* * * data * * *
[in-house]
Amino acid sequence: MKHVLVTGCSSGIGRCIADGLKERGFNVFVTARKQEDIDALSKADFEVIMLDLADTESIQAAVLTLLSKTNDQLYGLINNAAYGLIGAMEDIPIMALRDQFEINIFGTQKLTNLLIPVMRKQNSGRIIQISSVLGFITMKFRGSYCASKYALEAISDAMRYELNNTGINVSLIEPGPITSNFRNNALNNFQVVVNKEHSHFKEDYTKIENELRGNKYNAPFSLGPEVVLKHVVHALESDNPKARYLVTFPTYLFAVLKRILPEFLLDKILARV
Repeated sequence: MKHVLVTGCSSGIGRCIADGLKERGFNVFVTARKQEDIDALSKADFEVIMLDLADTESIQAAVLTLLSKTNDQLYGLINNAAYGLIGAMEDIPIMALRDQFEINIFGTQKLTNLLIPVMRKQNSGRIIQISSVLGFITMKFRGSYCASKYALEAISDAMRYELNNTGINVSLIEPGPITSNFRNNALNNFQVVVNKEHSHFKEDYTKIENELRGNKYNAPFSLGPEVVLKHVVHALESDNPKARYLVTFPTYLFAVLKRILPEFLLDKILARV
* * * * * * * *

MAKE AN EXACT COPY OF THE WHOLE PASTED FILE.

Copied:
[in-house]
Amino acid sequence: MKHVLVTGCSSGIGRCIADGLKERGFNVFVTARKQEDIDALSKADFEVIMLDLADTESIQAAVLTLLSKTNDQLYGLINNAAYGLIGAMEDIPIMALRDQFEINIFGTQKLTNLLIPVMRKQNSGRIIQISSVLGFITMKFRGSYCASKYALEAISDAMRYELNNTGINVSLIEPGPITSNFRNNALNNFQVVVNKEHSHFKEDYTKIENELRGNKYNAPFSLGPEVVLKHVVHALESDNPKARYLVTFPTYLFAVLKRILPEFLLDKILARV
Repeated sequence: MKHVLVTGCSSGIGRCIADGLKERGFNVFVTARKQEDIDALSKADFEVIMLDLADTESIQAAVLTLLSKTNDQLYGLINNAAYGLIGAMEDIPIMALRDQFEINIFGTQKLTNLLIPVMRKQNSGRIIQISSVLGFITMKFRGSYCASKYALEAISDAMRYELNNTGINVSLIEPGPITSNFRNNALNNFQVVVNKEHSHFKEDYTKIENELRGNKYNAPFSLGPEVVLKHVVHALESDNPKARYLVTFPTYLFAVLKRILPEFLLDKILARV